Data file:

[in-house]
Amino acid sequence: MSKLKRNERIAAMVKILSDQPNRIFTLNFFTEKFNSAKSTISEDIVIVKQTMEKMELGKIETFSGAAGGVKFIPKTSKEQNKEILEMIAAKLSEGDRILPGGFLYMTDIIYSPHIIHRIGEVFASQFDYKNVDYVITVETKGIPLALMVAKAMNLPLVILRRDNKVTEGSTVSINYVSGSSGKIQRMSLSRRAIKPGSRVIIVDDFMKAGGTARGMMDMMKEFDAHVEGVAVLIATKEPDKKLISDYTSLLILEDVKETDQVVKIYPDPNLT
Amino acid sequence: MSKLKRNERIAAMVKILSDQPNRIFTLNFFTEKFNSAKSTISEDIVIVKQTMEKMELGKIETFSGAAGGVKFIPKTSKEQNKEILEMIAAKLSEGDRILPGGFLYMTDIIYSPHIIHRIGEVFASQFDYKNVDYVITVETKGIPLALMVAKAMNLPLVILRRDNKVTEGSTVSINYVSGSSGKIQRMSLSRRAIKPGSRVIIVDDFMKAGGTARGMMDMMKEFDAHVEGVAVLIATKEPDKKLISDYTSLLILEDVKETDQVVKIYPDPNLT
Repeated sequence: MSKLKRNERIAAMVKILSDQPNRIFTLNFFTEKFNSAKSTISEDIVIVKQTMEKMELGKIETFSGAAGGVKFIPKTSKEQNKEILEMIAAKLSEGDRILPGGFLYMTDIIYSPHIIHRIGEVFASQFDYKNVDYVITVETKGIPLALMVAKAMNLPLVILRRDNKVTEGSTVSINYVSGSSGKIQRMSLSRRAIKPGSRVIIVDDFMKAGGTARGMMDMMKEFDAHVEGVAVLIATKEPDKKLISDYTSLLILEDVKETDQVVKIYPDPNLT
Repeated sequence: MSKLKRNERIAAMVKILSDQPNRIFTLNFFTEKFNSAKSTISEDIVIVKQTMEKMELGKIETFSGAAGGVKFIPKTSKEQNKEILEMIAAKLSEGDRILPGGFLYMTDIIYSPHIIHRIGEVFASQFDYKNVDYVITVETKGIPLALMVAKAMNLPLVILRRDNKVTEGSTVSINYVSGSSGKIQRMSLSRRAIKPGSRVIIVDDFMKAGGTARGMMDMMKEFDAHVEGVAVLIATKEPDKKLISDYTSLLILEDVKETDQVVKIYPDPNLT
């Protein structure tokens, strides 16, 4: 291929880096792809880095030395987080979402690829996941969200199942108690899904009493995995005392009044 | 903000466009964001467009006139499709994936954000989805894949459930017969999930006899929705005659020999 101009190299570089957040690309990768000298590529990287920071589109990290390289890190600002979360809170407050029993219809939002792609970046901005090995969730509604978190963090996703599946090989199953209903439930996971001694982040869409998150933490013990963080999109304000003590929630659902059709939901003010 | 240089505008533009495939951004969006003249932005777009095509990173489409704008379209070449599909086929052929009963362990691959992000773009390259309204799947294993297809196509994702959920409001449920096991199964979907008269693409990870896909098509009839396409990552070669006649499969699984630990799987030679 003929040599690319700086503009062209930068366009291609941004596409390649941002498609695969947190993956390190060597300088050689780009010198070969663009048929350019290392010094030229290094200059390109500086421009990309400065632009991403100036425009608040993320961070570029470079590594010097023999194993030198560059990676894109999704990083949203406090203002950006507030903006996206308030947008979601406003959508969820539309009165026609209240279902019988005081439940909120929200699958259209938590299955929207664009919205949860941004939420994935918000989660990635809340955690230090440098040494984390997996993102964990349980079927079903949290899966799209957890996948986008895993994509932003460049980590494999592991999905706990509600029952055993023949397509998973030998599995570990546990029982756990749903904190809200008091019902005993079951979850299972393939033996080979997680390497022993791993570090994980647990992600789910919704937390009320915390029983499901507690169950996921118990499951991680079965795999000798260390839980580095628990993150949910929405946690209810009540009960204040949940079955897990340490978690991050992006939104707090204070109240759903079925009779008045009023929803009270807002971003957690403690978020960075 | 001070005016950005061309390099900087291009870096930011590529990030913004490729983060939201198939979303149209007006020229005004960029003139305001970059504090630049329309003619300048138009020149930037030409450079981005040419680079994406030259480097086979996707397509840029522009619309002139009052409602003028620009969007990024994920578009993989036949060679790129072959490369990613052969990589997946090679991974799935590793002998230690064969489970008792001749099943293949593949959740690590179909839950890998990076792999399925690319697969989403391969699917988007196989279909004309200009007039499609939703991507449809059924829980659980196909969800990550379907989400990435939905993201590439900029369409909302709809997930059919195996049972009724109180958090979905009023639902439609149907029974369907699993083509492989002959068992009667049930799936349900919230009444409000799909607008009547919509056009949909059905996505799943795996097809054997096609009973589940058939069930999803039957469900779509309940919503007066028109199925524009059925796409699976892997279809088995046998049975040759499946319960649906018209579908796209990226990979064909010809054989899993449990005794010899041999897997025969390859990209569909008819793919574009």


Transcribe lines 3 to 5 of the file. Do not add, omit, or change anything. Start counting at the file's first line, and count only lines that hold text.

Amino acid sequence: MSKLKRNERIAAMVKILSDQPNRIFTLNFFTEKFNSAKSTISEDIVIVKQTMEKMELGKIETFSGAAGGVKFIPKTSKEQNKEILEMIAAKLSEGDRILPGGFLYMTDIIYSPHIIHRIGEVFASQFDYKNVDYVITVETKGIPLALMVAKAMNLPLVILRRDNKVTEGSTVSINYVSGSSGKIQRMSLSRRAIKPGSRVIIVDDFMKAGGTARGMMDMMKEFDAHVEGVAVLIATKEPDKKLISDYTSLLILEDVKETDQVVKIYPDPNLT
Repeated sequence: MSKLKRNERIAAMVKILSDQPNRIFTLNFFTEKFNSAKSTISEDIVIVKQTMEKMELGKIETFSGAAGGVKFIPKTSKEQNKEILEMIAAKLSEGDRILPGGFLYMTDIIYSPHIIHRIGEVFASQFDYKNVDYVITVETKGIPLALMVAKAMNLPLVILRRDNKVTEGSTVSINYVSGSSGKIQRMSLSRRAIKPGSRVIIVDDFMKAGGTARGMMDMMKEFDAHVEGVAVLIATKEPDKKLISDYTSLLILEDVKETDQVVKIYPDPNLT
Repeated sequence: MSKLKRNERIAAMVKILSDQPNRIFTLNFFTEKFNSAKSTISEDIVIVKQTMEKMELGKIETFSGAAGGVKFIPKTSKEQNKEILEMIAAKLSEGDRILPGGFLYMTDIIYSPHIIHRIGEVFASQFDYKNVDYVITVETKGIPLALMVAKAMNLPLVILRRDNKVTEGSTVSINYVSGSSGKIQRMSLSRRAIKPGSRVIIVDDFMKAGGTARGMMDMMKEFDAHVEGVAVLIATKEPDKKLISDYTSLLILEDVKETDQVVKIYPDPNLT